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Guinea pig hide with a small opening

7. Toys with Small, Removable Pieces

Guinea pigs love to chew, so it’s vital not to give them items that can become choking hazards. Avoid toys with small pieces that can be broken off and choked on.

8. Puppy Pee Pads

Many people line their cages or litter boxes with puppy pee pads, and this is fine! But if you use disposable ones, make sure they’re covered so that your piggies can’t chew on them. Otherwise, they may cause intestinal blockages.

9. Plastic Items

Plastic items like the hidey houses sold in most pet stores aren’t always bad, but they can be dangerous. If your guinea pig chews on their plastic items, please remove them immediately.

If they leave the plastic alone, there’s no harm in keeping it in the cage! I personally prefer to avoid plastic because, in my experience, it does get chewed–and I don’t like buying things I likely won’t be able to use for my piggies.

10. Open-top Outdoor Playpens

An outdoor playpen isn’t always unsafe but is often misused. Leaving your guinea pigs unsupervised in an open-top outdoor pen is dangerous. They’ll be exposed to birds of prey, outdoor cats, and several other predators who may enter your yard.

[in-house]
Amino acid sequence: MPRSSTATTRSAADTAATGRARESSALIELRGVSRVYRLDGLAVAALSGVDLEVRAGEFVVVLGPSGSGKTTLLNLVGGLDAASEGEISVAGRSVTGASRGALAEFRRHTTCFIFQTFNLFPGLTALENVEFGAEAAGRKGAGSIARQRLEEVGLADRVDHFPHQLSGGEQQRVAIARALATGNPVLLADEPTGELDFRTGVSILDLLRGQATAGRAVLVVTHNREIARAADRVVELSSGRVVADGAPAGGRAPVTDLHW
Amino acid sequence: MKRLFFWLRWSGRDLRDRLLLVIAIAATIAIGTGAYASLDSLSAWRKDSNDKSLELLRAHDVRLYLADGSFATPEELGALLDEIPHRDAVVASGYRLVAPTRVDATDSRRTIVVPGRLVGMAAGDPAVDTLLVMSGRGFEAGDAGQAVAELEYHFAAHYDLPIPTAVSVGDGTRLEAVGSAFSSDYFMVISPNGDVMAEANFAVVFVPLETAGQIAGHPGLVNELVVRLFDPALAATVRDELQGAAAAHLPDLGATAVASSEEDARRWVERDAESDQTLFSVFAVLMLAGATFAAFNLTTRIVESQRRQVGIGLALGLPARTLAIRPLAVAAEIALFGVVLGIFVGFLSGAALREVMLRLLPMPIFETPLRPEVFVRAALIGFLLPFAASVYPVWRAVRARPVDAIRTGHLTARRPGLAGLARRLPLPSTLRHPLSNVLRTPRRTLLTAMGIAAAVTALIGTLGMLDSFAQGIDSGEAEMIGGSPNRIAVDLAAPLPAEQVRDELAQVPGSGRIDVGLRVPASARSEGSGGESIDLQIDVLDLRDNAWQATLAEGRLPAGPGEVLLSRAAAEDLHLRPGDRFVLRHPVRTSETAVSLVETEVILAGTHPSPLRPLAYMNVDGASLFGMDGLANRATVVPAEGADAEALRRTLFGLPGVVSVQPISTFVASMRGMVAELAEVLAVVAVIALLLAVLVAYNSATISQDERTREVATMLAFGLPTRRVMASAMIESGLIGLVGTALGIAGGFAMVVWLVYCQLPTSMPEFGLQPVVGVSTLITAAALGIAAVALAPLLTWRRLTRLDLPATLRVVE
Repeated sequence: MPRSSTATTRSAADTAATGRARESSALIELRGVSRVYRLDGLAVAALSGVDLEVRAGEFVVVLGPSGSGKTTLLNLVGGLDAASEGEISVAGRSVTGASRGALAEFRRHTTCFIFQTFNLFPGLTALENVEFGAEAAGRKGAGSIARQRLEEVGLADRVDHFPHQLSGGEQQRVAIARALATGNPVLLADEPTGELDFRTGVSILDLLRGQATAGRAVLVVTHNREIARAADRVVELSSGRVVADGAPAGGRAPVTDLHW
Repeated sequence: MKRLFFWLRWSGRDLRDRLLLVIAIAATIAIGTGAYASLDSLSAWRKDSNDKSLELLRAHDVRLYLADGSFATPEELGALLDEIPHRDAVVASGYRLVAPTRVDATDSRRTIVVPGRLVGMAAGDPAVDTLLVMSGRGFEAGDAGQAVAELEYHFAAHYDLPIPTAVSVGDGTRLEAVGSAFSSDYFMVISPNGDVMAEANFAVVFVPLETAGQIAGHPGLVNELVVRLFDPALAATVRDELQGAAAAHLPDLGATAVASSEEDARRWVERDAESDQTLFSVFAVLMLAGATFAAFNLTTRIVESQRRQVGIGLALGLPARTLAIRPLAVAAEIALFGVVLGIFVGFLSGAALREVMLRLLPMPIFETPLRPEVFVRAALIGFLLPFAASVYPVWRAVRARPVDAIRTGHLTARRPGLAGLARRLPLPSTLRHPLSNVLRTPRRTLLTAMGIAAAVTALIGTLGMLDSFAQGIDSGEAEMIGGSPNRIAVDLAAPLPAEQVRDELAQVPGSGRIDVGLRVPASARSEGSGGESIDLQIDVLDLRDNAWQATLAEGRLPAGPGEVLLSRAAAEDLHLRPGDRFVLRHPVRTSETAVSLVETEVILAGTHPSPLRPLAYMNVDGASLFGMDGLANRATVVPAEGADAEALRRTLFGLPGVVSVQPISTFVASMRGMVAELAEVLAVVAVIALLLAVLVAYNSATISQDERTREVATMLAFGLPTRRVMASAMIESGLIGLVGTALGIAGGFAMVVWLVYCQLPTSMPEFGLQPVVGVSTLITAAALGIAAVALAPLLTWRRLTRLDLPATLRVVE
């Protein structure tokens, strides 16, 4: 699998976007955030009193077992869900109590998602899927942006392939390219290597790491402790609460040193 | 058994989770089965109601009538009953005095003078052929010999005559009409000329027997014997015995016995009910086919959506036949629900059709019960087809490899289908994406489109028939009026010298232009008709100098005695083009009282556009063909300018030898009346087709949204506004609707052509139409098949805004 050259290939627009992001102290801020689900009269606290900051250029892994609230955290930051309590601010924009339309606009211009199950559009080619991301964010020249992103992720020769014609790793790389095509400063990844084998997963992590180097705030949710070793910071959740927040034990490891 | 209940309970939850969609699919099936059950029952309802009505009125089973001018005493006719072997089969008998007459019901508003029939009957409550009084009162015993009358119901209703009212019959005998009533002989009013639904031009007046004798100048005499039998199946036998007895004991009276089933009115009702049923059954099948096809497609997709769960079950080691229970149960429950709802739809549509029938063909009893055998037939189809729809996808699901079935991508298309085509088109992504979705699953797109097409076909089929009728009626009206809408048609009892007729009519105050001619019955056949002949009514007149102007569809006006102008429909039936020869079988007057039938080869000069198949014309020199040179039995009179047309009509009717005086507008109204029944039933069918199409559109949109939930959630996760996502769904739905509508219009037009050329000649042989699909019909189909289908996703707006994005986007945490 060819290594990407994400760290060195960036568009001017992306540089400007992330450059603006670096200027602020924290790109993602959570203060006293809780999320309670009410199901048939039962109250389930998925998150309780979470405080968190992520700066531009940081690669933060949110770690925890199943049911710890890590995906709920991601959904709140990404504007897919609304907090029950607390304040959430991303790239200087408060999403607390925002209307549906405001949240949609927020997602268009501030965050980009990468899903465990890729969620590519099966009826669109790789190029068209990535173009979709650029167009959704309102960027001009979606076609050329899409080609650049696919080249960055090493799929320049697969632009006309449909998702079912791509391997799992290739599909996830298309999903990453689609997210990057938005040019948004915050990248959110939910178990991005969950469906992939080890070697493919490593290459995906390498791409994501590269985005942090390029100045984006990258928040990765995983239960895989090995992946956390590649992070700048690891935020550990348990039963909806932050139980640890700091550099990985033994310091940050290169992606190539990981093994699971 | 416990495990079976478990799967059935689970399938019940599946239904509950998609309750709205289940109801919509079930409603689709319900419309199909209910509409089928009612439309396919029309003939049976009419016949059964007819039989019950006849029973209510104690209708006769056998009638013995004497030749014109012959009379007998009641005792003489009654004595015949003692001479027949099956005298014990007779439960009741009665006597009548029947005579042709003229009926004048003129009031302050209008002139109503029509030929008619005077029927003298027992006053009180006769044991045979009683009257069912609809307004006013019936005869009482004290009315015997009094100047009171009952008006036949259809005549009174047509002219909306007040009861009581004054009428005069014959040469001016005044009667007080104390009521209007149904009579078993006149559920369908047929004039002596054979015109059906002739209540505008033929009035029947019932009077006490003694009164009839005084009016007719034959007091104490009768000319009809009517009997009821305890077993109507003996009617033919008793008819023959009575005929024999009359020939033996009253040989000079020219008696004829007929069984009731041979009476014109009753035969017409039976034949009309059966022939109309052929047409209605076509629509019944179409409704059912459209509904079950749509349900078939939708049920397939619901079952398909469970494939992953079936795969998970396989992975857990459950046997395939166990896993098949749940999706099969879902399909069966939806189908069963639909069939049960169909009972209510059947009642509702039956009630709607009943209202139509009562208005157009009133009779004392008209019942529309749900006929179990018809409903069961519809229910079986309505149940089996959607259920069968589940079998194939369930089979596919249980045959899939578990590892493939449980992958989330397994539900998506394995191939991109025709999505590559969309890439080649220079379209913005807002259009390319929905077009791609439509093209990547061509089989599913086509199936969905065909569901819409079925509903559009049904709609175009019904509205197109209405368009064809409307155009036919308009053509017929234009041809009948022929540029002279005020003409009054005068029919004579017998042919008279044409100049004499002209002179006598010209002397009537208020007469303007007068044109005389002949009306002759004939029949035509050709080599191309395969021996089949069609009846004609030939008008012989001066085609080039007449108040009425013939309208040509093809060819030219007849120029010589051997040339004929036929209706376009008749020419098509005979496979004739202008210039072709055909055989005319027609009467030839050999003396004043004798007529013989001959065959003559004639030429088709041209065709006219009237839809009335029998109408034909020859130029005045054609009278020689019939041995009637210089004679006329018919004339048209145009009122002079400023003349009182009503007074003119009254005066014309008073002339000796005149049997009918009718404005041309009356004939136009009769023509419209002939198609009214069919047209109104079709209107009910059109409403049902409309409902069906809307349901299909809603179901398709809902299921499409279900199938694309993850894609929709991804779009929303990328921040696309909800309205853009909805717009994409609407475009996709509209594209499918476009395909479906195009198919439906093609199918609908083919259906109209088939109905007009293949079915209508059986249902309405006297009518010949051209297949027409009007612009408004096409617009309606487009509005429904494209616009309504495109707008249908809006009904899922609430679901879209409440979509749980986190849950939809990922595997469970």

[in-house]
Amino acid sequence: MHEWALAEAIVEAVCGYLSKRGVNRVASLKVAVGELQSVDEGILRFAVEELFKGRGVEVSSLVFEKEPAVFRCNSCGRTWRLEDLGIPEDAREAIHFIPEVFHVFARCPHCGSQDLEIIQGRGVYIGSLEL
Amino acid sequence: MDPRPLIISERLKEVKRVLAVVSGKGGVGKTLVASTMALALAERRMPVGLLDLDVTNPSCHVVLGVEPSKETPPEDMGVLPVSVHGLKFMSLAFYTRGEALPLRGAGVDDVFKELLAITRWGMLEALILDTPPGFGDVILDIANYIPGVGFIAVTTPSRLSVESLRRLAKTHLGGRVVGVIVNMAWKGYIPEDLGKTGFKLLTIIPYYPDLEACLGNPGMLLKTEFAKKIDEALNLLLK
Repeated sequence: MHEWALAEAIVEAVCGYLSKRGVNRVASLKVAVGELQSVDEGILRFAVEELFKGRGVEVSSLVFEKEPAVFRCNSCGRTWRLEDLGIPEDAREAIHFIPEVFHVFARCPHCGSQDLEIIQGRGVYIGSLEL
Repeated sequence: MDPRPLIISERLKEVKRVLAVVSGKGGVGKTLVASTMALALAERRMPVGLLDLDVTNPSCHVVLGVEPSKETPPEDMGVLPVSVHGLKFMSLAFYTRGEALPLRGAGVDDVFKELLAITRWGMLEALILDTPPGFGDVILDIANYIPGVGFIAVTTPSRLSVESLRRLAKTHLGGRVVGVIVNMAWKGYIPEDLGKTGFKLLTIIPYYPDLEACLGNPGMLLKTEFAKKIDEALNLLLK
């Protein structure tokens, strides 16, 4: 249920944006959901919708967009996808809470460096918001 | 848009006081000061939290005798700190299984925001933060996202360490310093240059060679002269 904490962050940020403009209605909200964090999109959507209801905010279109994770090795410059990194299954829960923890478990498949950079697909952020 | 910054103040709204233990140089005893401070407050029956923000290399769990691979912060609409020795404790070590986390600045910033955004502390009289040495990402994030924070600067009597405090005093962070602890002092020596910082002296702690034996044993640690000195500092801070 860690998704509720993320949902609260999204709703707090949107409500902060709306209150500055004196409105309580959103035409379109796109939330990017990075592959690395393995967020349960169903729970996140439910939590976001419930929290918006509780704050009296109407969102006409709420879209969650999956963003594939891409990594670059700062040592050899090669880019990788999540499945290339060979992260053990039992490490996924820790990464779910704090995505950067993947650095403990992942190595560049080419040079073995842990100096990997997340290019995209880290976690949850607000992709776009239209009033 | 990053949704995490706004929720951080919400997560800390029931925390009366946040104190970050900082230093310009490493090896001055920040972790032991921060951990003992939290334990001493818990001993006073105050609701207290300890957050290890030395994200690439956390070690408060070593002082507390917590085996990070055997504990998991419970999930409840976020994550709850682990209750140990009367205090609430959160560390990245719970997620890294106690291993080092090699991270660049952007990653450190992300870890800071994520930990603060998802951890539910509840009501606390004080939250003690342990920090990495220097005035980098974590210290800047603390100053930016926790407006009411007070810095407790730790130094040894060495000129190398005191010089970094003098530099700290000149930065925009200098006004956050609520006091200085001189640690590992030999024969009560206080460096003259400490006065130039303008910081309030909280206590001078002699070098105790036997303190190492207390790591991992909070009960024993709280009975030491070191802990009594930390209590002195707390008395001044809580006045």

Please remember that it only takes a second for something to go wrong. Never turn your back on your piggies outdoors!

Unsafe Foods Sold for Guinea Pigs

11. Pellets with Bright Pieces or Seeds

For adequate nutrition, your guinea pigs should have a plain, timothy-based pellet from a trusted brand. Veterinarians most often recommend Oxbow, but there are a few quality pellets on the market to choose from.

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Brightly-dyed pellets look more appetizing to the human eye, but this is all marketing and not in guinea pigs’ best interest. Mixes that contain seeds are also harmful as seeds should never be a part of your piggies’ diet.

Unhealthy guinea pig food

12. Dairy Treats

It’s also common for pet stores to sell yogurt drops or other dairy treats, even though guinea pigs should never have dairy. Avoid these treats and instead feed a small piece of fruit once a week or hand-feed your piggies their daily veggies.

You can also purchase safe guinea pig treats but I do recommend researching each ingredient, and opting for ones with few ingredients when possible.

13. Vitamin C Drops

When I first adopted my guinea pigs, I remember buying vitamin C drops to put into their water. These are unfortunately still commonly sold and recommended today.

The problem with these drops is that the vitamin C degrades in sunlight, making it useless. The taste of the drops can stop your guinea pigs from drinking enough water.

In addition, you should never rely on supplements alone for your guinea pigs’ health. Even safe supplements shouldn’t be a replacement for fresh veggies that are rich in vitamin C.

Overall, it’s easy to make mistakes when buying supplies for your first guinea pigs. Please don’t beat yourself up if you’ve purchased something unsafe–simply replace it with a better item now that you know better!

Remember to always research new items before purchasing, since sadly pet stores market many items toward our pets that are unsuitable for them.